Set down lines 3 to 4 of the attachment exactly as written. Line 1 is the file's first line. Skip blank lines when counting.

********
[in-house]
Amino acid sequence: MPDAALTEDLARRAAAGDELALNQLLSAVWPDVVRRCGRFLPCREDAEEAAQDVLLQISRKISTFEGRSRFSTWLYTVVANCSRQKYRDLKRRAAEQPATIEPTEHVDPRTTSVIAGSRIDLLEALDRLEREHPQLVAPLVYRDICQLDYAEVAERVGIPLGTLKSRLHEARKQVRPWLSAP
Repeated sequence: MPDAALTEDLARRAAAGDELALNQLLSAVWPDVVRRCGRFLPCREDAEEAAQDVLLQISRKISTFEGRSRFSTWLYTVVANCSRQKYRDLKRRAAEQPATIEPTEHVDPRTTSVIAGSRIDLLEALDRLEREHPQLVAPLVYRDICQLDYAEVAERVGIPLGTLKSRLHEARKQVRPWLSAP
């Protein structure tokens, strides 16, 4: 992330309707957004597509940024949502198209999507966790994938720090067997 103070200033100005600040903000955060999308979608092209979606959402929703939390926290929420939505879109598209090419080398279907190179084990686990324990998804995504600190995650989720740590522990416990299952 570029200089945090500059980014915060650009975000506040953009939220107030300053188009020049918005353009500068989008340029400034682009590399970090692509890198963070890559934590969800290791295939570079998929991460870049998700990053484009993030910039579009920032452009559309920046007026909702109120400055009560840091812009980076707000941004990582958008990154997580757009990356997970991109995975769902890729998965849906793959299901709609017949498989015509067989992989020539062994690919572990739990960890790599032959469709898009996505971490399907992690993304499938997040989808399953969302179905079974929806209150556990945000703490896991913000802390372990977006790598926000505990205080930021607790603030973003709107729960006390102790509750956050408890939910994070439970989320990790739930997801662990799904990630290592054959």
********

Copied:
Repeated sequence: MPDAALTEDLARRAAAGDELALNQLLSAVWPDVVRRCGRFLPCREDAEEAAQDVLLQISRKISTFEGRSRFSTWLYTVVANCSRQKYRDLKRRAAEQPATIEPTEHVDPRTTSVIAGSRIDLLEALDRLEREHPQLVAPLVYRDICQLDYAEVAERVGIPLGTLKSRLHEARKQVRPWLSAP
């Protein structure tokens, strides 16, 4: 992330309707957004597509940024949502198209999507966790994938720090067997 103070200033100005600040903000955060999308979608092209979606959402929703939390926290929420939505879109598209090419080398279907190179084990686990324990998804995504600190995650989720740590522990416990299952 570029200089945090500059980014915060650009975000506040953009939220107030300053188009020049918005353009500068989008340029400034682009590399970090692509890198963070890559934590969800290791295939570079998929991460870049998700990053484009993030910039579009920032452009559309920046007026909702109120400055009560840091812009980076707000941004990582958008990154997580757009990356997970991109995975769902890729998965849906793959299901709609017949498989015509067989992989020539062994690919572990739990960890790599032959469709898009996505971490399907992690993304499938997040989808399953969302179905079974929806209150556990945000703490896991913000802390372990977006790598926000505990205080930021607790603030973003709107729960006390102790509750956050408890939910994070439970989320990790739930997801662990799904990630290592054959």